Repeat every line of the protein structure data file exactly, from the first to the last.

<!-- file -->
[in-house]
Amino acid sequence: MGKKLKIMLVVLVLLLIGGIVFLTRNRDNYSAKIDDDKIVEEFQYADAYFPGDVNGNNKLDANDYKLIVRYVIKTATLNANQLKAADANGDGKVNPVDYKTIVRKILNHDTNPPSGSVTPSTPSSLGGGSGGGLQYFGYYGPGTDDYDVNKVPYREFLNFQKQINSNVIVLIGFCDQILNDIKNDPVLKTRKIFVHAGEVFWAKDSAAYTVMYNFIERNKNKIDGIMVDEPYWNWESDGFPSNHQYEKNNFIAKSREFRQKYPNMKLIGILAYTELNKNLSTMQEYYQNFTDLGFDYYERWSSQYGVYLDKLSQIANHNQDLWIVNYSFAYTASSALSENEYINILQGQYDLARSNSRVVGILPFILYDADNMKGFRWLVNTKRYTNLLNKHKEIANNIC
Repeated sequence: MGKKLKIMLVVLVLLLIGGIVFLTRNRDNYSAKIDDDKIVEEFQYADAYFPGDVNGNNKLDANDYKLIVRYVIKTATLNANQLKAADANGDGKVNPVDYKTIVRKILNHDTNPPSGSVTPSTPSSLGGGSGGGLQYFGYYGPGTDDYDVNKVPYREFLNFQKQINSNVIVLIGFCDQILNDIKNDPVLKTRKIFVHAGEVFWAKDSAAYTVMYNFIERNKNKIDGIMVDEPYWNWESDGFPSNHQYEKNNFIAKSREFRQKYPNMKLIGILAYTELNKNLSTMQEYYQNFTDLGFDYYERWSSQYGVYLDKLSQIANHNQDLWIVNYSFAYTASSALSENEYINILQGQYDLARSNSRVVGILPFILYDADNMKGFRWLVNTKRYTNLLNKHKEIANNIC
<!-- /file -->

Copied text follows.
[in-house]
Amino acid sequence: MGKKLKIMLVVLVLLLIGGIVFLTRNRDNYSAKIDDDKIVEEFQYADAYFPGDVNGNNKLDANDYKLIVRYVIKTATLNANQLKAADANGDGKVNPVDYKTIVRKILNHDTNPPSGSVTPSTPSSLGGGSGGGLQYFGYYGPGTDDYDVNKVPYREFLNFQKQINSNVIVLIGFCDQILNDIKNDPVLKTRKIFVHAGEVFWAKDSAAYTVMYNFIERNKNKIDGIMVDEPYWNWESDGFPSNHQYEKNNFIAKSREFRQKYPNMKLIGILAYTELNKNLSTMQEYYQNFTDLGFDYYERWSSQYGVYLDKLSQIANHNQDLWIVNYSFAYTASSALSENEYINILQGQYDLARSNSRVVGILPFILYDADNMKGFRWLVNTKRYTNLLNKHKEIANNIC
Repeated sequence: MGKKLKIMLVVLVLLLIGGIVFLTRNRDNYSAKIDDDKIVEEFQYADAYFPGDVNGNNKLDANDYKLIVRYVIKTATLNANQLKAADANGDGKVNPVDYKTIVRKILNHDTNPPSGSVTPSTPSSLGGGSGGGLQYFGYYGPGTDDYDVNKVPYREFLNFQKQINSNVIVLIGFCDQILNDIKNDPVLKTRKIFVHAGEVFWAKDSAAYTVMYNFIERNKNKIDGIMVDEPYWNWESDGFPSNHQYEKNNFIAKSREFRQKYPNMKLIGILAYTELNKNLSTMQEYYQNFTDLGFDYYERWSSQYGVYLDKLSQIANHNQDLWIVNYSFAYTASSALSENEYINILQGQYDLARSNSRVVGILPFILYDADNMKGFRWLVNTKRYTNLLNKHKEIANNIC